The Wichita Eagle dated, Wednesday, November 27, 1872 reported, “The Catholics of this town and vicinity have bought the First Presbyterian church, built two years ago. Rev. A. Kuhls saw the same for sale one day, bought it the next, and had the able engineer, Mr. Kempton, move it to the third day to its present destination. They are now working inside to paper the ceiling, and will put in a temporary partition so as to prepare rooms under the same roof for a resident priest. It will be dedicated next Sunday. The building, including furniture, has been bought for $550, and $100 has been paid for moving. The Catholics consider it an advantageous bargain, as they now possess an immediate place of worship.”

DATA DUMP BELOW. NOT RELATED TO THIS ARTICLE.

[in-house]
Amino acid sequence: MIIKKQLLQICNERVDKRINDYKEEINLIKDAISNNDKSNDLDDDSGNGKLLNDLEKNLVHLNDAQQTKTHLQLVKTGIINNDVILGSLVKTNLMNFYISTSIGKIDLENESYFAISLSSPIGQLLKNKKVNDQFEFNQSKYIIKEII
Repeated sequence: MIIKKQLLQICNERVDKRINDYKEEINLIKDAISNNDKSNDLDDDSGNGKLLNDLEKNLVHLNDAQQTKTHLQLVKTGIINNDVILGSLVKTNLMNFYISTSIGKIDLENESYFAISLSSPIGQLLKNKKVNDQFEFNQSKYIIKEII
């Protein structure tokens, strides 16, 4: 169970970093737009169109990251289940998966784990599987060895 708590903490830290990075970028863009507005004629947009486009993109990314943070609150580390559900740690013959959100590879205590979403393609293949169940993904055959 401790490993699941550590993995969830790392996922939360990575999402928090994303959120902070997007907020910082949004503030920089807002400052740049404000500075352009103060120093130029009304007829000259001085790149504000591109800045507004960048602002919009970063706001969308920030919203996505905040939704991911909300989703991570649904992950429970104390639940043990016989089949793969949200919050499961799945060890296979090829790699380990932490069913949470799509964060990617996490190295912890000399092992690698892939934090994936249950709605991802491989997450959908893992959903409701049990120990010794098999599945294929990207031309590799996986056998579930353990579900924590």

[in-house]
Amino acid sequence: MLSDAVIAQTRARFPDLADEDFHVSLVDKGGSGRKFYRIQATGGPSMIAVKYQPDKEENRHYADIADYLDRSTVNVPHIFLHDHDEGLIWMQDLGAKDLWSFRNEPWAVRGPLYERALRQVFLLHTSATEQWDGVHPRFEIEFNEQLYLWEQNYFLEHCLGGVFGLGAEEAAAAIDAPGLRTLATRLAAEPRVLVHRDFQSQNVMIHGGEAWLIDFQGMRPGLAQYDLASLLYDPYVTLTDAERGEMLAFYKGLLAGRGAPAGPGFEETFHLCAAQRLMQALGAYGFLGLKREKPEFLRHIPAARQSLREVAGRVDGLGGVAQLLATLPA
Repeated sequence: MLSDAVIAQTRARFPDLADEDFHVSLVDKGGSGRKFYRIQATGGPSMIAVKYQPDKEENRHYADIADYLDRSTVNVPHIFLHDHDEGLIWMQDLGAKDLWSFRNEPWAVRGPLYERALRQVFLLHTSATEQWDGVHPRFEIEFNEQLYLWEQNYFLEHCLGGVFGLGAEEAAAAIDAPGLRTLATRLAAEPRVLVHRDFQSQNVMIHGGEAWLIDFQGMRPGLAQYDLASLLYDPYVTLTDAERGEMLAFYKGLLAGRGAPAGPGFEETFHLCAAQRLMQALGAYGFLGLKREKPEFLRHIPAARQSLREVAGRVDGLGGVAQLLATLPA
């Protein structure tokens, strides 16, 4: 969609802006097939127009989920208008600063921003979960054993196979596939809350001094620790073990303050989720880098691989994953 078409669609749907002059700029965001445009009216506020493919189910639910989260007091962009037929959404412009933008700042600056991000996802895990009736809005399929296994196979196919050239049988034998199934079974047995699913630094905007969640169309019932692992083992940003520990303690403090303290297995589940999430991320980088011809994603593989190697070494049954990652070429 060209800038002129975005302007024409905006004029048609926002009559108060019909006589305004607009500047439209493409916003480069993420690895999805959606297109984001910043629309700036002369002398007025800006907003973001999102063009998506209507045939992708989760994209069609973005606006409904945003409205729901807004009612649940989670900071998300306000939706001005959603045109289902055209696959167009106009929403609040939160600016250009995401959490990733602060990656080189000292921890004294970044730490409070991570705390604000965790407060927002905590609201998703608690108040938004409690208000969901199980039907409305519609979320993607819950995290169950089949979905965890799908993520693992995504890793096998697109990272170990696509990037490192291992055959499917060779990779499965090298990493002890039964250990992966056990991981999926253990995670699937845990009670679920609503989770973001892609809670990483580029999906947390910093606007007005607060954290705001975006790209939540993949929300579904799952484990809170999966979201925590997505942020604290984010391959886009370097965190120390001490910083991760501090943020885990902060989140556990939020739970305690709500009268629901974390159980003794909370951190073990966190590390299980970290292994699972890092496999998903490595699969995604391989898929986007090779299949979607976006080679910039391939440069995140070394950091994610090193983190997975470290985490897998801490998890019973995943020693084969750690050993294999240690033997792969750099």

Fr. Kuhls’ summary of the event recorded in the Sacramental Records of St. Aloysius Gonzaga Catholic Church adds additional details. “The Catholic Church of Wichita was bought of the Presbyterian for five hundred and fifty dollars ($550) including all furniture, which was considered to be about one-third of the actual price. It was moved to its present foundation for one-hundred dollars ($100). The partition, paper, one stove – drum and pipes & wood have costed about ninety dollars ($90) in all $740, all of which has been paid by Rev. A. Kuhls , who did buy this church and blessed it with ‘benedicto domus’ on the 24th of November 1872 putting it under the protection of St. Aloysius. On this day, the first Mass was celebrated in the church. All furniture up to this day in the priest’s residence is a donation of the ladies of the congregation & belonging to the church. (Signed) Anton Kuhls, priest of St. Mary’s Church of Pyaudette, Kansas.”